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Washington Blade: LGBTQ News, Politics, LGBTQ Rights, Gay News: App seeks to make vacationing safe for LGBTQ travelers

The landing page for gay travel app misterb&b opens with a slideshow of stock photos of two men in a white-tiled kitchen smiling at each other, two women in rose-colored shirts with one draping her arm over the other’s shoulder, and a series of other images of people sitting at tables smiling cheerily while seemingly having conversation. Next to the slideshow is a text box with a rainbow flag banner.

“Where do you want to go? NYC or Paris?” the prompt reads. 

When Paris-based entrepreneur Matthieu Jost created misterb&b in 2014, he was fresh off a disappointing experience where a vacation rental host in Barcelona, Spain denied him entry because “she found out we were gay and [my  partner and I] would be sharing a bed under her roof.”

Powered by the feeling of never wanting to experience such a dehumanizing moment again, he created an LGBTQ-centric app centered on safety and connection. For almost a decade now, misterb&b has given LGBTQ travelers access to more than a million queer-friendly accommodations and an opportunity to connect with other LGBTQ locals in their travel destinations. 

“The name misterb&b came from the app’s original focus on gay male travelers,” said Jost in an email. “I had traveled to Barcelona with my partner and our home share rental house rejected us from her home…We left and I decided I never wanted to have the same experience again, for myself or for my community.” 

Getting into travel app development, however, wasn’t uncharted territory for Jost. He was part of a team in 2010, which included French gay magazine Têtu, that created gay lifestyle and travel website The site drew inspiration from American travel company Tripadvisor, Inc. and became one of Europe’s top directories for LGBTQ travelers.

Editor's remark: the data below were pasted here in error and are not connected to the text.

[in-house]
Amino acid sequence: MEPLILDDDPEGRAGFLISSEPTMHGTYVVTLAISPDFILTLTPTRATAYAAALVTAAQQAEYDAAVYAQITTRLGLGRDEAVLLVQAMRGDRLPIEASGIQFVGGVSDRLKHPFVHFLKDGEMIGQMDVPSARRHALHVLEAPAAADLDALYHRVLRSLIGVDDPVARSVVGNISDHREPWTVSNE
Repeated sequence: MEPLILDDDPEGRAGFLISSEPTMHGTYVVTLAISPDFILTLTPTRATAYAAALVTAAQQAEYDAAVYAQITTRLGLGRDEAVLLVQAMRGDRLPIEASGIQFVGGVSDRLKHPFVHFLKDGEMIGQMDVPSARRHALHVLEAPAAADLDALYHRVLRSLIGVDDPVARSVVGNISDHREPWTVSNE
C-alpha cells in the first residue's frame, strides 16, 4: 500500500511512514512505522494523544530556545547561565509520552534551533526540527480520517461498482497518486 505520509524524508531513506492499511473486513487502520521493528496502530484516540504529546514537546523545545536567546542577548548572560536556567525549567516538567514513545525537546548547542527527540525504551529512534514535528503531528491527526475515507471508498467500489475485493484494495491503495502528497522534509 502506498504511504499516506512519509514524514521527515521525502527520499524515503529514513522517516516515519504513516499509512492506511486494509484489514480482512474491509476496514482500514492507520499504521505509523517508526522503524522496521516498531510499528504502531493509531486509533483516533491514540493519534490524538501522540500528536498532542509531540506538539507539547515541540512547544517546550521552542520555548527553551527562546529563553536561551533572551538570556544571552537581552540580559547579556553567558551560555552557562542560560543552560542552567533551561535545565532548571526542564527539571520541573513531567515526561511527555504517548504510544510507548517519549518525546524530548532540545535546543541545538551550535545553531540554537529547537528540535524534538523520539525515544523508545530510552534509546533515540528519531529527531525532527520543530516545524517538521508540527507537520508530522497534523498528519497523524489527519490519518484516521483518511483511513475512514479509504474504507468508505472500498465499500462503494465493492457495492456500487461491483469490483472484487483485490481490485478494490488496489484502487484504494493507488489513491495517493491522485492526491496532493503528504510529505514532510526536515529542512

This experience, paired with his co-founder’s ownership of a popular French short-term rental company, helped Jost to amass the data needed to make suitable recommendations for misterb&b’s users. 

“misterb&b is about connecting people globally through travel, and it offers a layer of connection that other travel apps don’t,” said Jost. “Seventy percent of misterb&b’s user base are solo travelers looking to find like-minded people to connect and travel with.”

Jost added that the app “offers users a unique opportunity to share experiences,” and users can connect on the platform and share their itineraries. 

User safety is addressed by ensuring that they provide proof of identity and address to authenticate themselves. Additionally, misterb&b relies on artificial intelligence technology to identify fraudulent activity. 

For those who visit misterb&b to offer to host travelers in their properties, their identity is protected by the company’s policy of not operating in countries listed on the U.S. Treasury Office of Foreign Asset Control sanctions list. Hosts in homophobic countries also have their profile pictures blurred and only other misterb&b users can access them.

“Some of the countries we operate in aren’t necessarily gay-friendly, but the response from hosts in countries where gay people are persecuted, like Russia for example, has been heartwarming,” said Jost. “It’s hard for LGBTQ+ individuals to meet other gay people in those countries, so we offer the option for hosts to initially hide their profile picture in countries with high frequencies of homophobia or LGTBQ hate crimes for an added layer of safety.”

In the Washington, D.C., Maryland, and Virginia area, a pair of hosts have showered the company with glowing praise.

A 2019 question and answer blog post that features a gay host couple from Linden, Va., describes their hosting experience as something positive they have been able to provide to “hundreds of people.”

“We spent many years in D.C. fighting for LGBTQ rights, which has finally paid off,” read their answer to a question about what hosting to the gay community meant to them. “We know that there are many other LGBTQ folks who enjoy the outdoors and are not always seeking a city scene… so we want to give those folks a chance to experience a relaxed environment in a cabin that is hosted by gay owners.” 

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